The Raspberry Pi 5: A Delicious Upgrade for Tech Enthusiasts
Four years after the release of the Raspberry Pi 4, the Raspberry Pi team has unveiled their latest creation: the Raspberry Pi 5. This new iteration is a worthy successor, boasting updated components with improved specifications and some innovative custom silicon.
For those unfamiliar with the Raspberry Pi’s original concept, it all began in 2012 when the Raspberry Pi Foundation and its commercial arm started designing and selling affordable single-board computers, roughly the size of a deck of cards. These computers are built around Arm systems-on-a-chip and pack all the features you’d expect from a full-sized computer, including USB ports, HDMI output, Ethernet connectivity, and more. Over time, they’ve even gained additional capabilities, such as Wi-Fi and Bluetooth support.
Tech hobbyists quickly embraced these small yet versatile computers, using them for a wide range of projects like building media servers, retro game consoles, interactive dashboards, and robotics experiments. The Raspberry Pi became a valuable tool for anyone looking to dive into coding and networking.
In addition to the enthusiast community, companies also began adopting Raspberry Pi for industrial control and as thin clients for office setups. Its popularity grew to the extent that it sometimes faced supply shortages due to high demand, supply chain issues, and scalpers taking advantage of its success.
Now, let’s delve into the specifications of the Raspberry Pi 5. It features a 64-bit quad-core Arm Cortex-A76 processor running at 2.4GHz, equipped with 512KB per-core L2 caches and a shared 2MB L3 cache. Just like its predecessor, the Raspberry Pi 4, it supports Wi-Fi 5 (802.11ac), Bluetooth 5.0, Bluetooth Low Energy, and Gigabit Ethernet. This new version offers two micro-HDMI ports, allowing you to connect two 4K displays with a 60Hz refresh rate and HDR support using a single Raspberry Pi.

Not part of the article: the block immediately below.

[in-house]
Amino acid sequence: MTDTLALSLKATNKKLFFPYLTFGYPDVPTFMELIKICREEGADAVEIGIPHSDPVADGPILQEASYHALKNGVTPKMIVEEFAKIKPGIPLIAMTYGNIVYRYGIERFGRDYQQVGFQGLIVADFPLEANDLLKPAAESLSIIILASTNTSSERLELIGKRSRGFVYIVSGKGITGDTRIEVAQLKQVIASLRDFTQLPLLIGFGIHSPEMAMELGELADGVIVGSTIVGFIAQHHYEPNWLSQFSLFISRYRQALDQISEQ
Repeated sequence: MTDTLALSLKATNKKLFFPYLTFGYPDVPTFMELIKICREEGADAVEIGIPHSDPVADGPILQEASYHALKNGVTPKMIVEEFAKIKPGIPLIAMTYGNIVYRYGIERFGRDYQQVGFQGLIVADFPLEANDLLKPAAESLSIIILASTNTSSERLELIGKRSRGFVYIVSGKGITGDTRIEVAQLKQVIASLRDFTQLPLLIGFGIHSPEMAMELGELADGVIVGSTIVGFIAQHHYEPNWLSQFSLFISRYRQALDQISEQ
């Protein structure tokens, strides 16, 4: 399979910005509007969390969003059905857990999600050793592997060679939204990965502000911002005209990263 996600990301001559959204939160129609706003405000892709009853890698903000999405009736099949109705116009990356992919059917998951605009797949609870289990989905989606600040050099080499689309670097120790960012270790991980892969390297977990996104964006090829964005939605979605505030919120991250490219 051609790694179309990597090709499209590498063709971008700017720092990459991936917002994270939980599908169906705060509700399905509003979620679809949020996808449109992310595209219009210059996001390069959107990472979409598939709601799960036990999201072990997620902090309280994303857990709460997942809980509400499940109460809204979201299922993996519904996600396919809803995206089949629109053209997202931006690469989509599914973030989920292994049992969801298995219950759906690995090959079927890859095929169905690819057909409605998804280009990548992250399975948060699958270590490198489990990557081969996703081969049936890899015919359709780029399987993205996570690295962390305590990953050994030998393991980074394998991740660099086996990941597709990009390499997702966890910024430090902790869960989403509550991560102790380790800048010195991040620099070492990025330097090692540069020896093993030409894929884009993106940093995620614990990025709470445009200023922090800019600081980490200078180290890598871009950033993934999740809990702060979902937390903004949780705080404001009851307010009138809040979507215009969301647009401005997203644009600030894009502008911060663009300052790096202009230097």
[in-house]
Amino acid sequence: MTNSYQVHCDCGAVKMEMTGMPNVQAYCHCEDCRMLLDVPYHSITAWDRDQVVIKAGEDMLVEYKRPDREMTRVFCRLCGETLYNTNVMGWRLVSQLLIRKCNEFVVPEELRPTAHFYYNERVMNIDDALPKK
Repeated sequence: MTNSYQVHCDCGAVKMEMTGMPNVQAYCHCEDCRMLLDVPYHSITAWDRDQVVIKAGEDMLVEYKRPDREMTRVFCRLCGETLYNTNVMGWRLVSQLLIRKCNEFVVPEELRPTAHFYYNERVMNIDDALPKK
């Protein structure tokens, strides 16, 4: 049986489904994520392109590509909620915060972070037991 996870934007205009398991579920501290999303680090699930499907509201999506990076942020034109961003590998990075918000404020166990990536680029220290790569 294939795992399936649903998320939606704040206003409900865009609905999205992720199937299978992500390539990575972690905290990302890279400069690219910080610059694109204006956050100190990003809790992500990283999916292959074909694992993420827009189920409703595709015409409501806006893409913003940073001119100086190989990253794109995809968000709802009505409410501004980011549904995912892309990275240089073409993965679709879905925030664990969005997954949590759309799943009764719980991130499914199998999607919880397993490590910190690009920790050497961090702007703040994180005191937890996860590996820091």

When it comes to USB ports, you’ll find two full-size USB 3.0 ports with support for simultaneous 5Gbps data transfer speeds, alongside two full-size USB 2.0 ports. The power is delivered via a USB-C port. An exciting addition is the single-lane PCIe 2.0 interface, making it easier to connect PCI Express peripherals. However, you’ll need an HAT extension or an adapter to take full advantage of this feature. Power-over-Ethernet is also supported through a separate HAT.
The Raspberry Pi 5 maintains its familiar 40-pin header and MIPI camera/display ports, which have been upgraded from 2 × 2 lanes to 2 × 4 lanes. The microSD card slot’s performance has also doubled.
In terms of pricing, the Raspberry Pi 5 offers two variants: one with 4GB of RAM for $60 and an 8GB version for $80. While the entry price is higher compared to its predecessors, the Raspberry Pi 4 will still be available in configurations with 1GB, 2GB, 4GB, or 8GB of RAM. When comparing models with the same amount of RAM, the Raspberry Pi 5 represents a $5 price increase.
One notable feature of the Raspberry Pi 5 is its custom silicon, the RP1, which serves as a southbridge chip handling I/O functions. This chip replaces some functions that were previously managed by the main system-on-a-chip. Previous Raspberry Pi models relied on I/O controllers from third-party companies. In technical terms, it takes over tasks such as GPIO and associated low-speed peripherals, Ethernet MAC, MIPI CSI/DSI, and analog TV functions, leaving HDMI, SDRAM, and PCI Express to the main SoC.
The Raspberry Pi 5 is a testament to the Raspberry Pi team’s commitment to controlling more of its components. The team’s scale has allowed it to undertake projects like this, aiming for better unit economics.
In 2021, the Raspberry Pi’s trading arm raised $45 million to invest in its supply chain and develop new products. Due to its unique position in the market, the Raspberry Pi remains in high demand, and the Raspberry Pi 5 is planned to stay in production until 2035. Raspberry Pi CEO Eben Upton emphasized the value proposition of Raspberry Pi, highlighting its ability to fulfill orders even on a massive scale.
The Raspberry Pi 4 will continue to be available, and the Raspberry Pi 5 units are expected to hit the market before the end of October. Despite production challenges, several million units of the new chipset are on order, and the team anticipates building nearly a million Raspberry Pi 5 units before Christmas while sustaining production for Raspberry Pi 4 and earlier models.